Wednesday, June 18, 2014

REVIEW: Faerylands Forlorn by Dave Duncan

Faery Lands Forlorn (A Man of His Word, #2)Faery Lands Forlorn by Dave Duncan
My rating: 3 of 5 stars

Original Publication Year: 1991
Genre(s): Fantasy
Series: A Man of His Word #2
Awards: None
Format: In Print
Narrated By: NA

I don’t know what I was reading back in 1990 when this series of books kicked off. I guess I was busy being dazzled by the huge names of fantasy that crossed my path at that time like Stephen R. Donaldson, David Eddings, Terry Brooks. The point is, I had no idea who Dave Duncan was until I ran across the first book of this series last fall featured as part of a sale on However late it might be, this second book has convinced me that I am glad to have finally met Dave Duncan

The first book, The Magic Casement, ended with young Queen Insolan of Krasnegar and her Aunt Kade being rescued /kidnapped through the Magic Casement (a portal of sorts) to the far away land of Arakkaran. They don’t know what has happened to their other companions, Rap, Little Chicken and the Sequentials (5 people/personalities sharing one existence) but they assume they have been killed by the unfriendly soldiers that were beating at the door of the Magic Casement room. In reality, Rap and the other two have also gone through the Magic Casement hoping to follow Insolan but instead they end up on the island of Faerie. The bulk of the book’s perspective is from Insolan and Rap (there are a couple chapters from Aunt Kade) and they are really focused on adjusting to their new bewildering situation and maneuvering to achieve their goals: Insolan to regain the crown of Krasnegar and Rap to find and help Insolan.

This installment really ramps up the political maneuvering and in a way is a little like a PG version of today’s more popular gritty fantasies like Joe Abercrombie and George RR. Duncan has created a really interesting world where he has drawn on the creatures of myth and perhaps imagined their origin as different races of people. For example Goblins are a violent and savage people with a slight greenish tint to their skin, Fauns are particularly hairy, Djinn are desert dwelling folk with a reddish tint to their skin, eyes and hair etc… The most powerful race are the Imps with their Impire which seems a bit like the Roman and the British Empire rolled into one. The world also has a unique magic system based on magical words that are passed on as people are dying or when they are forced. The possession of one word gives the possessor some heightened skills with a touch of magic. Rap possesses one word and he can calm and control animals and also see people and things for a great distance around him without using his eyes. The more words you know, up to a maximum of four the more powerful you are. Each region of the world is also ruled, by a very powerful sorcerer called a Warden. Insolan and Rap are trying to negotiate a way through all of these powers and also at times seem to be pawns in the political games being played.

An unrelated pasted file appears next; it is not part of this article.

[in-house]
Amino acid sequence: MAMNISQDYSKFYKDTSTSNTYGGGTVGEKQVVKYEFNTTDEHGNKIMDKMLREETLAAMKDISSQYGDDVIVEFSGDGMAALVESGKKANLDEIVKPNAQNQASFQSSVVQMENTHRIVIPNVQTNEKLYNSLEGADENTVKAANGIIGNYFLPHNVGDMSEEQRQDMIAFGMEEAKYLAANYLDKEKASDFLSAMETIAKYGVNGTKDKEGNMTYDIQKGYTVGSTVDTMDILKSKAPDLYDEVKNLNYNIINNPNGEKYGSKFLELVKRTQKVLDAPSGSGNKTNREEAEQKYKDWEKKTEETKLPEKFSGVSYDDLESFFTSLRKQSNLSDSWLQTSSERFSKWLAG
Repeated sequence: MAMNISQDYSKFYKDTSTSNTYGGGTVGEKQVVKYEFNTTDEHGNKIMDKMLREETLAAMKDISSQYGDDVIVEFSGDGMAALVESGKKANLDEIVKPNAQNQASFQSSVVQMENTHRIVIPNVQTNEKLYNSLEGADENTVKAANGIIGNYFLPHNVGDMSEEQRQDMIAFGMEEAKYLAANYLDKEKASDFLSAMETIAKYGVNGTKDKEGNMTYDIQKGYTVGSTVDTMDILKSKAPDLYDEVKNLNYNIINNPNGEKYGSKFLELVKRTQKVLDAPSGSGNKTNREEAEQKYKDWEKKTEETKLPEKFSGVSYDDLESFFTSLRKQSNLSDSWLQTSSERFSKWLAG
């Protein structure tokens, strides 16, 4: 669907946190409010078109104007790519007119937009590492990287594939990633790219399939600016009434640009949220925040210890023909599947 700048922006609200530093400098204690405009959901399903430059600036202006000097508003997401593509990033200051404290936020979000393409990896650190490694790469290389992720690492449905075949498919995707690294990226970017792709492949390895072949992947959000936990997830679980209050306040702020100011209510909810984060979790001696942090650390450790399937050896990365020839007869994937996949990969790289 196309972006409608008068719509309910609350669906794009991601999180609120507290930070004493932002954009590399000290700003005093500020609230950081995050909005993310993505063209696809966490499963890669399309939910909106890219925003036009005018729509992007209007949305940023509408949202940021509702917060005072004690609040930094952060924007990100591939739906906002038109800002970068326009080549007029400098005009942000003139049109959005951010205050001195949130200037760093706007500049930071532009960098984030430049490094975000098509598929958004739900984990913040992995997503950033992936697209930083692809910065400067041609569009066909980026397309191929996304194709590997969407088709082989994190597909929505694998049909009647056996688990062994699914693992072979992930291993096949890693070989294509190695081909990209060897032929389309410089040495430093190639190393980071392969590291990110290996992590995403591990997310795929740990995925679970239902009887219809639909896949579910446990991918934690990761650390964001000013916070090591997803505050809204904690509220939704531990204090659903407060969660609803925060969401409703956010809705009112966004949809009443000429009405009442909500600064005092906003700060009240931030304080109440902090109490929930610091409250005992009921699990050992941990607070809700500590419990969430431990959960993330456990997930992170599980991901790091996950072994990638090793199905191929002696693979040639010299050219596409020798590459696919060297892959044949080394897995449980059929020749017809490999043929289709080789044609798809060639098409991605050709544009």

So the premise isn’t terribly original – it’s basically a quest fantasy with a throne as the sought after item – but the originality of the world and magic system and the strong likeable characters keep it from being too blah. Insolan (and her Aunt Kade too) are strong female characters and I have really appreciated Insolan’s journey from a somewhat bratty selfish kid at the beginning of the first book to a young woman who has embraced the importance of duty. She doesn’t want to achieve the throne through marrying and become a figurehead while her husband rules but she is also willing to make that sacrifice if it means it will save her people from a war. The country of Arrakaran is modeled after a strict Middle Eastern society where men have harems and women must cover themselves so Insolan has a particular challenge in making herself heard and asserting her independence. Rap as the extraordinary stable boy is also in an unenviable position, traveling in an unknown country with a Goblin who wants to kill him very painfully and the sequentials who can’t really be trusted. Rap’s true role in the bigger picture is still rather mysterious which keeps things interesting.

Final Verdict: Basically, I’m glad to have found this older series.   I'm not obsessed with it but will definitely be reading book three at the first opportunity.

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